Blood Coins

by | Jan 30, 2021 | January 2021 Writing | 12 comments

You watch, you keep track of your knees, and depending, your elbows too. The wounds are your reward, after you prove again and again that you’re a brave girl. Mommy sees your wounds, she’s proud of you, she was a brave girl too. Brave girls can look at each other and just know.

One house away, a dad with four kids hangs a knotted rope from a thick high branch. You watch his kids, who are so lucky to have this tree, you watch what they do. Finally, finally it’s your turn, you jump up and grab the rope, it’s rough, always rougher than you expect, but that’s good. You won’t let go.

You pitch yourself away from earth, hard away out into space. Space is expanding, making room for you, brave explorer, you will find new worlds. Right now is when everyone sees how strong you are, how brave. After that no one will doubt that you belong.


Someday she will die. It won’t be me who kills her, most likely it’ll be her own scurvy body, but I’ll be happy just the same. 


You push through the air, all the way around the tree. Sometimes you slam into the barnacles of rough bark, but you kick back in time, so your momentum doesn’t stop, it’s still your turn, you keep going.


Her differences don’t make her special. She’s not special, she’s defective. I don’t want her near me.


When you get home, and your mother sees you bleeding, and she washes your cuts. She anoints them with her glass wand of Mecurochrome.

You have to wait. A good way to keep track of your scab is when you’re in the bathroom, peeing. You can bend over and smell the dirty rusty blood smell. Getting into bed you smell it again. The bed is across the room from your sister. You have the same black and white check wool blankets. In the morning her blanket is on the floor and her hair is all sweaty and tangled.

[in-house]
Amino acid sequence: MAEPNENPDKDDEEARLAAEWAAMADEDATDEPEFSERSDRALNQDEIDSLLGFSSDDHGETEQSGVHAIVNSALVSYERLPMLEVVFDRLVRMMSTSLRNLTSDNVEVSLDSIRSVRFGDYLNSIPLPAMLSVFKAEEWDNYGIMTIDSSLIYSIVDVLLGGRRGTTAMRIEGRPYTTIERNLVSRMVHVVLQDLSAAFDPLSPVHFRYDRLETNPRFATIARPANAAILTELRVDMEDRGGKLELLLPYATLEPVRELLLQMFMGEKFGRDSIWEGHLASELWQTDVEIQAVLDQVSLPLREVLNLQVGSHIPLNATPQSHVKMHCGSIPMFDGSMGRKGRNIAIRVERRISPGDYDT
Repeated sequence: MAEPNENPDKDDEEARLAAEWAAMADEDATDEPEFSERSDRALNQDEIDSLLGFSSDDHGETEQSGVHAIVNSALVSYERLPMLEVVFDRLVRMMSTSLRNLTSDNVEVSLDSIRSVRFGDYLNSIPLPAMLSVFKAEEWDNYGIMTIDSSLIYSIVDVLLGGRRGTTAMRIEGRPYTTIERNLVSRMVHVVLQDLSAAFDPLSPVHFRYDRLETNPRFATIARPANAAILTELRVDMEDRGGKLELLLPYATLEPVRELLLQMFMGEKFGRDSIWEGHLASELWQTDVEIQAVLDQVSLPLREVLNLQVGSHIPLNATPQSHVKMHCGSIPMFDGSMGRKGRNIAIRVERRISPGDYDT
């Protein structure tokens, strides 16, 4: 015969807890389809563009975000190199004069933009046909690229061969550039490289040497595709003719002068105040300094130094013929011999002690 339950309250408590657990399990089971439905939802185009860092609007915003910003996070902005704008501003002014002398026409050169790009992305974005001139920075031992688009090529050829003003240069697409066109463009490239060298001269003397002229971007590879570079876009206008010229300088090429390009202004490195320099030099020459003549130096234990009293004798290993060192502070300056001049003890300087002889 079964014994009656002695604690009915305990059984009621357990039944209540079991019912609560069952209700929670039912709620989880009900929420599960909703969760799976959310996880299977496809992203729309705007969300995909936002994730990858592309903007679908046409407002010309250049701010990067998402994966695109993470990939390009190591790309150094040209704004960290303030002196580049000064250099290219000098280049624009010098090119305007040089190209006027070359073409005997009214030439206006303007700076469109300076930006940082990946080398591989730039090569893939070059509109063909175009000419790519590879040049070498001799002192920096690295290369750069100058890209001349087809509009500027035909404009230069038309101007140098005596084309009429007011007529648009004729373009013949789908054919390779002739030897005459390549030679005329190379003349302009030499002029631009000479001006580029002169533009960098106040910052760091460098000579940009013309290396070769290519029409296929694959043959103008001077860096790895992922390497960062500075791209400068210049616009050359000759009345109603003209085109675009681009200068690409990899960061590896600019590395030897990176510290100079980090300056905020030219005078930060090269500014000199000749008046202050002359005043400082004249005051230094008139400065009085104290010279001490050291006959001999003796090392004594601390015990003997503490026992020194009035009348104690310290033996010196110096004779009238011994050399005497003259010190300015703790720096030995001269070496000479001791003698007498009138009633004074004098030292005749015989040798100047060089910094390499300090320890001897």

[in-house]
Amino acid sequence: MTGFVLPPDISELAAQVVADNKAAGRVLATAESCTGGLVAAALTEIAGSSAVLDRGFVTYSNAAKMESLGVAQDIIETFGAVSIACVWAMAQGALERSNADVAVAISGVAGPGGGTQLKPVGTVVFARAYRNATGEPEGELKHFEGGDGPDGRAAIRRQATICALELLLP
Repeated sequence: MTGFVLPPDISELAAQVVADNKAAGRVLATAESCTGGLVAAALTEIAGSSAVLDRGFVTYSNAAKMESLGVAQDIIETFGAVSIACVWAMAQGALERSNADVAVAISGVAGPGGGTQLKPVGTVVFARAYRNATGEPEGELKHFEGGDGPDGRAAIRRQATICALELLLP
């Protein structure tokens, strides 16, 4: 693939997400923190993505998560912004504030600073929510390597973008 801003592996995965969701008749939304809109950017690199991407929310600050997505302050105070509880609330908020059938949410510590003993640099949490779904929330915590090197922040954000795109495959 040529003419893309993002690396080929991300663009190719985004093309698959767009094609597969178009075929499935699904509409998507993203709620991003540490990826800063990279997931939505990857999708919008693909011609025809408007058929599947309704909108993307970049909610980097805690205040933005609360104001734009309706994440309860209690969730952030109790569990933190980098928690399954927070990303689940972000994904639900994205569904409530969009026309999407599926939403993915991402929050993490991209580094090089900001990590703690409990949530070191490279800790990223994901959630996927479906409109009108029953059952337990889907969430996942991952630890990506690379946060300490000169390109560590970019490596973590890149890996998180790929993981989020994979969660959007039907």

I will be so pissed off if I die first.


Even when your cut scabs over, you wait some more, till it gets thick. It hesitates, and this resistance, is part of the pleasure of peeling it off. Sometimes you’re a little hasty. Then some puss leaks out of your skin. So what. You put the scab under the music box Uncle Norman and Aunt Nan brought you  from Austria.


On one of your moves, a man in blue overalls will bring this blanket out of the long van. It could be yours, or maybe you have hers by mistake. By then she will be dead.


Only tough fearless girls get the wounds that scab, girls who don’t are sissies. They get what they deserve.

You eat your scab. It might be soft, or if you’ve left it awhile, crunchy. Like Bacon Bits, before there were Bacon Bits.


No one will ever love me again. All that is kaput.


The eating, the chewing, refuels, it fills up the well.



  1. John Steines